The ability of mRNA and AdV vaccines to promote intracellular production of S protein along with innate immune responses should prime both CD8+ and CD4+ T cells to differentiate into effector and memory subsets. In particular, vaccine-driven production of type I interferon promotes differentiation of CD4+ and CD8+ effector T cells producing inflammatory and cytotoxic mediators, and CD4+ T follicular helper (TFH) cells, which promote B cell differentiation into antibody-secreting plasma cells (Fig. 1). Both the mRNA and AdV vaccines require two doses spaced 3–4 weeks apart to promote optimal protection and have been associated with mild to moderate side effects, including injection site pain, transient fever and chills, which can be augmented with the second dose. This secondary enhancement of the inflammatory response can derive from short-term changes to innate cells like macrophages through a phenomenon called ‘trained immunity’9, and/or from activation of memory T cells and B cells generated from the initial injection. Type I interferon has been shown to amplify T cell memory and promote B cell differentiation and survival, suggesting vaccine-associated inflammation in the booster can further promote generation and perpetuation of long-term immunological memory.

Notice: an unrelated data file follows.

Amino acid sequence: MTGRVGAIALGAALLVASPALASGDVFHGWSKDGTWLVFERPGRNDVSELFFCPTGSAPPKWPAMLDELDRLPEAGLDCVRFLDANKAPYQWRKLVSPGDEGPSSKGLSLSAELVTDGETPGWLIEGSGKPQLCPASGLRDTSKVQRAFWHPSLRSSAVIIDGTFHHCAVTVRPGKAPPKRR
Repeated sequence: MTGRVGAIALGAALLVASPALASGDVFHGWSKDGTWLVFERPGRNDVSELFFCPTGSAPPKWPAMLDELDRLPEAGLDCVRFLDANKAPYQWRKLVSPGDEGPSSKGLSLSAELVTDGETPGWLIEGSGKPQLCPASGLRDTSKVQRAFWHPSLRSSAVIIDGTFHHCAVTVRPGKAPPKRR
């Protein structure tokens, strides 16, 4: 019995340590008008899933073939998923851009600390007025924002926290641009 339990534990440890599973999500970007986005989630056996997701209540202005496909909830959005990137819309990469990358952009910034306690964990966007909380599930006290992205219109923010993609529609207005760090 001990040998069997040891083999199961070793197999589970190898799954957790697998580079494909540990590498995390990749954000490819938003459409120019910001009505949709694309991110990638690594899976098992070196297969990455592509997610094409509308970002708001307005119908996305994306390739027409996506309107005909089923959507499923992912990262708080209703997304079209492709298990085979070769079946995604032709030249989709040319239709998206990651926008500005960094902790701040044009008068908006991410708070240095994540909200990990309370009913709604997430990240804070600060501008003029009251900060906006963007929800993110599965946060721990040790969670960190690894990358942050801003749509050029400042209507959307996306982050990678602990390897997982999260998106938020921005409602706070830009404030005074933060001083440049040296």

Durability and future challenges